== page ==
Travel to Venice and the Veneto in Italy – Amateur Traveler Episode 182 Transcript

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Travel to Venice and the Veneto in Italy – Episode 98 Transcript

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Travel to Venice and the Veneto in Italy – Episode 98 Transcript

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Chris: And what part of Venice is that in?

Ira: Ok, Venice is divided into six areas called sestiere, which is the sixth version of a quadrant. It’s in the area known as Cannaregio, which was an old foundry district until the 15th century. Actually to get there, basically you’re there if you get off the train at Santa Lucia Station. Get off and by the way it is really, really a shattering, earth shaking, wonderful experience, if you come in by train, as a lot of people will. Get off the train, walk right outside and you’re facing the Grand Canal. Since she’s not here to defend herself, our daughter really got emotionally shook up saying, ”My god this is just like it is in every picture you’ve ever seen” and you haven’t done much more than walk down a flight of stairs and look straight ahead. Ok, you’re on a street called Lista di Spagna and if you turn left along this street actually you’ll pass some hotels, some are very nice. The Principe was a hotel we stayed in the first time we went. Keep on going and cross over a very small canal, go over a bridge, turn left and you’ll see a kosher restaurant and that’s the entrance to the ghetto. Now if you’re a bad speller you will love Venice. The reason being is that Venetian dialect allows things to be spelled pretty much the way our ancestors did, namely any way you want to. As you see the ghetto, you’ll see it spelled with one “t” in some places, two “t’s” in another and sometimes facing one another. Along the way, unfortunately you run into all too many of the downside of Venice which are the tourist shops but some of them have some nice stuff and if you’re not planning to take a trip to Murano for glass, if you’re selective there are some nice things. But the point is, you go across this small tributary, go left and then go right into the ghetto itself. And it’s a historically important, actually, pair of areas. You have the new ghetto and old ghetto but understand new and old are really relative terms and the new ghetto is actually older than the old ghetto. Go figure that one out.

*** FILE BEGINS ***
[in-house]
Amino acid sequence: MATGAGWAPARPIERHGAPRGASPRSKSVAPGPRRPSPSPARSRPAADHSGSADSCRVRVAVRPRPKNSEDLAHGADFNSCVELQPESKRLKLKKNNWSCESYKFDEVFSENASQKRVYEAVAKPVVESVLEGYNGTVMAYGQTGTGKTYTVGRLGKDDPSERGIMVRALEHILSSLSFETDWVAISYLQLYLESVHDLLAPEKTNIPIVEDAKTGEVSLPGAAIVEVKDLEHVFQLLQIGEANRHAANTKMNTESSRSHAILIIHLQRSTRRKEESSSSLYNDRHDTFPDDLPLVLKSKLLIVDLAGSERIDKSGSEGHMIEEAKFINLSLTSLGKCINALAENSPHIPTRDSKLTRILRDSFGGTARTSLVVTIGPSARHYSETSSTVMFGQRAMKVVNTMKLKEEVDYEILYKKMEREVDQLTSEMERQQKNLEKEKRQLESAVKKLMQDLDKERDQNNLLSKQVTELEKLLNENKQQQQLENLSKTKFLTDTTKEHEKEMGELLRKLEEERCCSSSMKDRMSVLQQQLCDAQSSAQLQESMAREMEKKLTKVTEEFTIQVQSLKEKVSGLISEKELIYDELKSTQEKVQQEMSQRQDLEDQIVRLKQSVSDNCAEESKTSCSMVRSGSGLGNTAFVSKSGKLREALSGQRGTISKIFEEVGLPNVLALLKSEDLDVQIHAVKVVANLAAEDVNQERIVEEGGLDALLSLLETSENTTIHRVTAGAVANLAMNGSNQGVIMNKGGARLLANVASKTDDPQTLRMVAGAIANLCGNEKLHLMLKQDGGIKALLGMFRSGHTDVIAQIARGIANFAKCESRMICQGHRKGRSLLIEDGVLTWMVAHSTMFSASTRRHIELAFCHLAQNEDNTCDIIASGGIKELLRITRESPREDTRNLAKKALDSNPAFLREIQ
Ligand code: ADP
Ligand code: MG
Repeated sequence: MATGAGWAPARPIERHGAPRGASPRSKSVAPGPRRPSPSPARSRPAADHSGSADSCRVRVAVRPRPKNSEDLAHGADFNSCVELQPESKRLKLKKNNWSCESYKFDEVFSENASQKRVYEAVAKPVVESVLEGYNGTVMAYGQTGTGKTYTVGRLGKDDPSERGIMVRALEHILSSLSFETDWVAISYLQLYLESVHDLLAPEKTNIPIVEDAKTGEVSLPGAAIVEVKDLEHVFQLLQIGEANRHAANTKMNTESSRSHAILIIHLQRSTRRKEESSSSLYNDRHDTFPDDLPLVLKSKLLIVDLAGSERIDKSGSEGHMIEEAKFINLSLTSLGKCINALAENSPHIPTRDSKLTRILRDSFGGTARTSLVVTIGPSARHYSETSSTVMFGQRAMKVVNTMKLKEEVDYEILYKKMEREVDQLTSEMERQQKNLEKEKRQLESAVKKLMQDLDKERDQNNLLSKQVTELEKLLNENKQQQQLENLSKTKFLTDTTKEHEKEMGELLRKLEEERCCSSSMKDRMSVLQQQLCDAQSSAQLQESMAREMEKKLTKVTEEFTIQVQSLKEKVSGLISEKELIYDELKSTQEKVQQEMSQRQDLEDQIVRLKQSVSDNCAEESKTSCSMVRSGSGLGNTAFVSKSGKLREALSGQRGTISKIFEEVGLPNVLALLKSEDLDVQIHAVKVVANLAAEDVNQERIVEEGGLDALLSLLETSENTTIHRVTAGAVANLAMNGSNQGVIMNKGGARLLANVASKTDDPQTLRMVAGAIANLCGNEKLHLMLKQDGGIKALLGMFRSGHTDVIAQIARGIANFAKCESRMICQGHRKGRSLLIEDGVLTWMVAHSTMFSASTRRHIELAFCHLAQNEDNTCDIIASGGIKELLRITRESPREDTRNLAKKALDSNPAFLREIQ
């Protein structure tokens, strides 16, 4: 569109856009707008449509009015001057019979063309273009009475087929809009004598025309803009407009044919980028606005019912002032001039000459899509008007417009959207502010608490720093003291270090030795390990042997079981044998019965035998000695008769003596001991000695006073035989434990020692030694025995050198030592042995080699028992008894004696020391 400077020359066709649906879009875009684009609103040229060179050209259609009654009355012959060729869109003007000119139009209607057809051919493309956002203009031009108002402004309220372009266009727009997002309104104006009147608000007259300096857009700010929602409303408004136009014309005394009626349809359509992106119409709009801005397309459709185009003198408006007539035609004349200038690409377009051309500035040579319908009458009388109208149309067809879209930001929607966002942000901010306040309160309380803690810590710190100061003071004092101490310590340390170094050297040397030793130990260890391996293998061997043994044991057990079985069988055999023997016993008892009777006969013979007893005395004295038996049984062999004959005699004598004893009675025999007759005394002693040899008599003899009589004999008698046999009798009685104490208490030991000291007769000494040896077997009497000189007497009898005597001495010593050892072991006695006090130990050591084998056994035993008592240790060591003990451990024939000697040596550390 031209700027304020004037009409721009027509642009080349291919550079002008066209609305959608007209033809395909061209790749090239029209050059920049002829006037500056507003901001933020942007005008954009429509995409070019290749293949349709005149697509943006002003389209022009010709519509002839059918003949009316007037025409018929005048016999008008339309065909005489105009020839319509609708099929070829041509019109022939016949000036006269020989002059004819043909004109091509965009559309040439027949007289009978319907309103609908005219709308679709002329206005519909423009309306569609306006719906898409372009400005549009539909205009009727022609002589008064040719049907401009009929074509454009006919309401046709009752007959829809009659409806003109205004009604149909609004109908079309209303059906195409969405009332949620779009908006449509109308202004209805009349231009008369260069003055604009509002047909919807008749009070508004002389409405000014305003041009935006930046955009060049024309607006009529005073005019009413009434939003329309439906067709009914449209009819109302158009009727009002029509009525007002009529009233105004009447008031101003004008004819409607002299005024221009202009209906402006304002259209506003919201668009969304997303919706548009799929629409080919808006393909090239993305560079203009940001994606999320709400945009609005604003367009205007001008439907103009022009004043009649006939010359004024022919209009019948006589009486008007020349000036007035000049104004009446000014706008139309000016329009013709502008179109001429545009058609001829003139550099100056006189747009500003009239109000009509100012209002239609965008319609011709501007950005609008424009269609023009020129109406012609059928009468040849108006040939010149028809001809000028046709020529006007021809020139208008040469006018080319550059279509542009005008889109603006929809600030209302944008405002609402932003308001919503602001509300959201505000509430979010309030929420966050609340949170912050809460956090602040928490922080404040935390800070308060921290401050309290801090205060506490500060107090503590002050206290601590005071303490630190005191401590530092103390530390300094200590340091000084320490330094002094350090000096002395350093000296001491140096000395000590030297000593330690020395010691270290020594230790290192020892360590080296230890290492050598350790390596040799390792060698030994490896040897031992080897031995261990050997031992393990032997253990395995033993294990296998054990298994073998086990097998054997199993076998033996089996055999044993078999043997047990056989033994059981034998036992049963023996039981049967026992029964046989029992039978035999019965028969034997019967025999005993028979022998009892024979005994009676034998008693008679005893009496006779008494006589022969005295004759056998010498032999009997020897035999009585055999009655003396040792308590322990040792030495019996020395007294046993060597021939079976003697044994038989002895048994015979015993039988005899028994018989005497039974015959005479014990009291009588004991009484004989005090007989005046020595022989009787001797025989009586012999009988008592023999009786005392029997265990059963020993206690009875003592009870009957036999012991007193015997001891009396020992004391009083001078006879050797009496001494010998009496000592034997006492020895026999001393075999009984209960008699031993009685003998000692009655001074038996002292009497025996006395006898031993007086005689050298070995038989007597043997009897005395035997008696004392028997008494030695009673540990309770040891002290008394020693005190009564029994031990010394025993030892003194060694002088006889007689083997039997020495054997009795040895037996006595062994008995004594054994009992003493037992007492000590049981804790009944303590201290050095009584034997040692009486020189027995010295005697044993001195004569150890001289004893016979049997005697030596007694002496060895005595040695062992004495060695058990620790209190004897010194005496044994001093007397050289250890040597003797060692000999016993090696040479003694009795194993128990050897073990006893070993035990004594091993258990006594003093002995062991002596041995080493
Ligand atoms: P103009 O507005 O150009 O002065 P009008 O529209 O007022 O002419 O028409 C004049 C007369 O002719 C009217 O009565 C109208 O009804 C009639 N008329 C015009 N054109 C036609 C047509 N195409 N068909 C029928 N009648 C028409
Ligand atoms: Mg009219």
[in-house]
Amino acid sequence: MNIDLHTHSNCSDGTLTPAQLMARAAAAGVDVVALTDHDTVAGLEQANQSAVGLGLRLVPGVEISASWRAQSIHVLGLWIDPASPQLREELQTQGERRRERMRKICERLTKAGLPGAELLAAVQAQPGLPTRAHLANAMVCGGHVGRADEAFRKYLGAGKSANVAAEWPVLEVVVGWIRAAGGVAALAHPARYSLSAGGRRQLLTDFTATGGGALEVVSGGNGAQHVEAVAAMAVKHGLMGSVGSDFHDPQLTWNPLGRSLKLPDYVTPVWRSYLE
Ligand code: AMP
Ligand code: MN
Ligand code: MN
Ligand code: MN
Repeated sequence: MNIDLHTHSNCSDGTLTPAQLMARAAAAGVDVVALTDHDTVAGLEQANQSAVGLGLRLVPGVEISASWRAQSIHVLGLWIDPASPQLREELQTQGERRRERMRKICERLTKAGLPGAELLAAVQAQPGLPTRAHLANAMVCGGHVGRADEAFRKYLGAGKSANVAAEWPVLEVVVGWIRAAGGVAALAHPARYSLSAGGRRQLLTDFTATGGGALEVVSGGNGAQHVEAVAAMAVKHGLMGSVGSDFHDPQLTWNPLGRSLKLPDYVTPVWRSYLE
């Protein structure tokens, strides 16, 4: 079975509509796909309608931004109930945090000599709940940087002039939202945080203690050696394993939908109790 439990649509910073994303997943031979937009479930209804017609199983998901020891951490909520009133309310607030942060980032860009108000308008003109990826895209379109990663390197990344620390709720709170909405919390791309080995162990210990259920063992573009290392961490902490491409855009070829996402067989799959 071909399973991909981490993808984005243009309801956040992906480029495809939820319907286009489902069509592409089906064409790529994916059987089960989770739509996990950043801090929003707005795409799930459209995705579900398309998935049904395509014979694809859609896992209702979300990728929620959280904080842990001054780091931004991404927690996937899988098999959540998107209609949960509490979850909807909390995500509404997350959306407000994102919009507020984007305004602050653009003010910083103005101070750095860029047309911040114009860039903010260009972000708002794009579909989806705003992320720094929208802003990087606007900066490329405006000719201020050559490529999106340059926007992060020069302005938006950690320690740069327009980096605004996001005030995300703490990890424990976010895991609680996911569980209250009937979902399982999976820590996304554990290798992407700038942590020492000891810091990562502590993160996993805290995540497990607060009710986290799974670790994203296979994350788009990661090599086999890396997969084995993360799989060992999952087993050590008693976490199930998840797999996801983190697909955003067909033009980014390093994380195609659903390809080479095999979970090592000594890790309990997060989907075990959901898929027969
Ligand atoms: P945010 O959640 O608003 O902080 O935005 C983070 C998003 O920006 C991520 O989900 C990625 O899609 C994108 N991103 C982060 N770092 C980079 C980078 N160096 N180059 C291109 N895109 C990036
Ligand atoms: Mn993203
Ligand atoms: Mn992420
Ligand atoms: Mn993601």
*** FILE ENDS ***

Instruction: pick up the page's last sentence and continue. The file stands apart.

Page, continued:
Chris: Now you are on a street Lista di Spagna. Was this ghetto formed from Jews who were expelled from Spain?

Ira: A lot of them were. Yes, and in fact, we have a friend who owns a glass shop who has his store in the ghetto. David’s Shop. Very nice guy. Runs it with his sister. They were saying they were of Spanish extraction. And they had only lived there like 400 years. They’re kind of newcomers.

Chris: Just in passing there we mentioned, “If you don’t get out to Murano”. Why would one go out there?

Ira: It is kind of fun. You can go out to one of the glass blowing plants. You’ve got to be very careful because a lot of the trips you get are sponsored by hucksters who will push you into their shop, which won’t be necessarily the best one. And sometimes you’re better off spending a little bit of money and paying for the vaporetto. The vaporetto are the water taxis. Vaporetti are the water taxis, get it plural. But you go there and it is an interesting experience. You probably will want to get at least some small token to bring home, like a glass or something like that. Or if you want to get something larger. If there’s anything in the world they know how to do, it’s to ship things without breaking them.

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by Chris Christensen

I am the host of the Amateur Traveler. The Amateur Traveler is an online travel show that focuses primarily on travel destinations and what are the best places to travel to. It includes both a weekly audio podcast, a video podcast, and a blog.

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